Plaque rupture (PR) is defined by the presence of the disruption of thin fibrous cap along with an overlying thrombus and underlying necrotic core (Fig. 11.3). Generally, more than 30% of total plaque area is occupied by a necrotic core in plaque ruptures [2, 33, 34]. The thin fibrous cap is composed of Type I collagen with few SMCs, and the cap is infiltrated with macrophages and T lymphocytes as described above (Fig. 11.1). Due to discontinuity of the fibrous cap, the flowing blood comes in contact with the highly thrombogenic necrotic core leading to a luminal thrombus, which may or may not be occlusive. The thrombus is composed of aggregated platelets (so-called white thrombus). If the lumen is obstructed, the thrombus propagates proximal to the obstruction site, consisting of layers of fibrin (line of Zahn) separated by red blood cells (so-called red thrombus). Furthermore, the extent of organization can determine the duration of the thrombus. As the thrombus organized by monocyte infiltration which release growth factors attracting smooth muscle and endothelial cells. The SMCs proliferate and deposit extracellular matrix consisting of proteoglycans and collagen, while endothelial cells proliferate to form microchannels. Once thrombi begin to organize, they fail to respond to thrombolytic therapy.


Fig. 11.3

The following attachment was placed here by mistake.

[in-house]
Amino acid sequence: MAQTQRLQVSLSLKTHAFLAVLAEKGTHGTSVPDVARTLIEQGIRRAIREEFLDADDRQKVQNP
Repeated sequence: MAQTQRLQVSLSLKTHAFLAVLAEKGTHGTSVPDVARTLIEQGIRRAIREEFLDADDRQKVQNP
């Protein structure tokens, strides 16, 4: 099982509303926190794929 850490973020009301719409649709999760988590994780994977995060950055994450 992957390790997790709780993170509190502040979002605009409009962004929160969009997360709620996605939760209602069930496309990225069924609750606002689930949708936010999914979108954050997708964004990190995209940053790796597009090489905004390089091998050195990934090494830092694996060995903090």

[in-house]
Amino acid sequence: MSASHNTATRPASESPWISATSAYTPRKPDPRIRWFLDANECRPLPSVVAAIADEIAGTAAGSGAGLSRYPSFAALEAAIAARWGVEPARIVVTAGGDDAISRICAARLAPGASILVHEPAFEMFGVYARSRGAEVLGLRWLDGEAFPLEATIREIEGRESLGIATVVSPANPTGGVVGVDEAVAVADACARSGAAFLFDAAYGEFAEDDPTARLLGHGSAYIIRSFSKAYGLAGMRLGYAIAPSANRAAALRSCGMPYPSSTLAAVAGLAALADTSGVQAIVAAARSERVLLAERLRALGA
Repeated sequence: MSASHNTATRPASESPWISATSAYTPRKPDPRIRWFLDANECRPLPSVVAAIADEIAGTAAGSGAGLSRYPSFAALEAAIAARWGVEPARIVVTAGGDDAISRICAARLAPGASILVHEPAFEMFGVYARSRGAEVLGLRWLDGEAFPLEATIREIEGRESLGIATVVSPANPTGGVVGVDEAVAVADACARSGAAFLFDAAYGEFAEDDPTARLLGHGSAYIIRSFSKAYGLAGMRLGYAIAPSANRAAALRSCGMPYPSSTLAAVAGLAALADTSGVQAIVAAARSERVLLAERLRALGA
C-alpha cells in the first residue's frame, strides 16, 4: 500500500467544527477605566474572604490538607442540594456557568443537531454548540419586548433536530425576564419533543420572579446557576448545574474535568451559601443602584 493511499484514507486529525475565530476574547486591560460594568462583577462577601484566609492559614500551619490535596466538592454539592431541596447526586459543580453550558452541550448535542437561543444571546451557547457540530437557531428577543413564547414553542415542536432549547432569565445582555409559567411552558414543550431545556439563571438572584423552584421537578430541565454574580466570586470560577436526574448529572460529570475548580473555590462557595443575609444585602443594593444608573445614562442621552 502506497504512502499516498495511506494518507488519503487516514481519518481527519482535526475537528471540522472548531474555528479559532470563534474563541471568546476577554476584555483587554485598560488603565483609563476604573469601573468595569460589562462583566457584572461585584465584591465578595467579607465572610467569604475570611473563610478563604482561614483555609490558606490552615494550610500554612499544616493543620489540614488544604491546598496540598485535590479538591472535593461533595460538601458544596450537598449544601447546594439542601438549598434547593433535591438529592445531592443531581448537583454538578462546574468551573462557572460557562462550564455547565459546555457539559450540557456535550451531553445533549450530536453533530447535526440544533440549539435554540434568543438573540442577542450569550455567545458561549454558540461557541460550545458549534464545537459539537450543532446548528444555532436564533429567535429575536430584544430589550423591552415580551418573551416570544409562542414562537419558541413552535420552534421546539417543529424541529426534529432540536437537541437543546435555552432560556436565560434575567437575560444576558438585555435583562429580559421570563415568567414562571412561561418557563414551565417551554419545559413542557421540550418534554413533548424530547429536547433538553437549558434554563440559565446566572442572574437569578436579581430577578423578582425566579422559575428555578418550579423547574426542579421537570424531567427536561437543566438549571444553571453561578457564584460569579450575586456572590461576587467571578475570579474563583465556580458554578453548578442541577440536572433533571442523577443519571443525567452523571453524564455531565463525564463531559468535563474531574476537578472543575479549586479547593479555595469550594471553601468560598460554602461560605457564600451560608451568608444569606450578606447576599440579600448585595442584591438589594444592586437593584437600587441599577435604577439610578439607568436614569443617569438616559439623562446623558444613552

Atherosclerotic lesions with luminal thrombi. Coronary plaque features responsible for acute thrombosis comprise three different morphologies: rupture, erosion, and calcified nodules. Ruptured plaques are thin fibrous cap atheromas with luminal thrombi (Th). These lesions usually have an extensive necrotic core (NC) containing large numbers of cholesterol crystals and a thin fibrous cap (<65 μm) infiltrated by foamy macrophages and T lymphocytes. The fibrous cap is thinnest at the site of rupture and consists of a few collagen bundles and rare smooth muscle cells. The luminal thrombus is in communication with the lipid-rich necrotic core. Erosions occur over lesions rich in smooth muscle cells and proteoglycans. Luminal thrombi overlie areas lacking surface endothelium. The deep intima of the eroded plaque often shows extracellular lipid pools, but necrotic cores are uncommon; when present, the necrotic core does not communicate with the luminal thrombus. Inflammatory infiltrate is usually absent but, if present, is sparse and consists of macrophages and lymphocytes. Calcified nodules are plaques with luminal thrombi showing calcific nodules protruding into the lumen through a disrupted thin fibrous cap. There is absence of an endothelium at the site of the thrombus, and inflammatory cells (macrophages and T lymphocytes) are absent. (Reproduced with permission from Virmani et al. [2])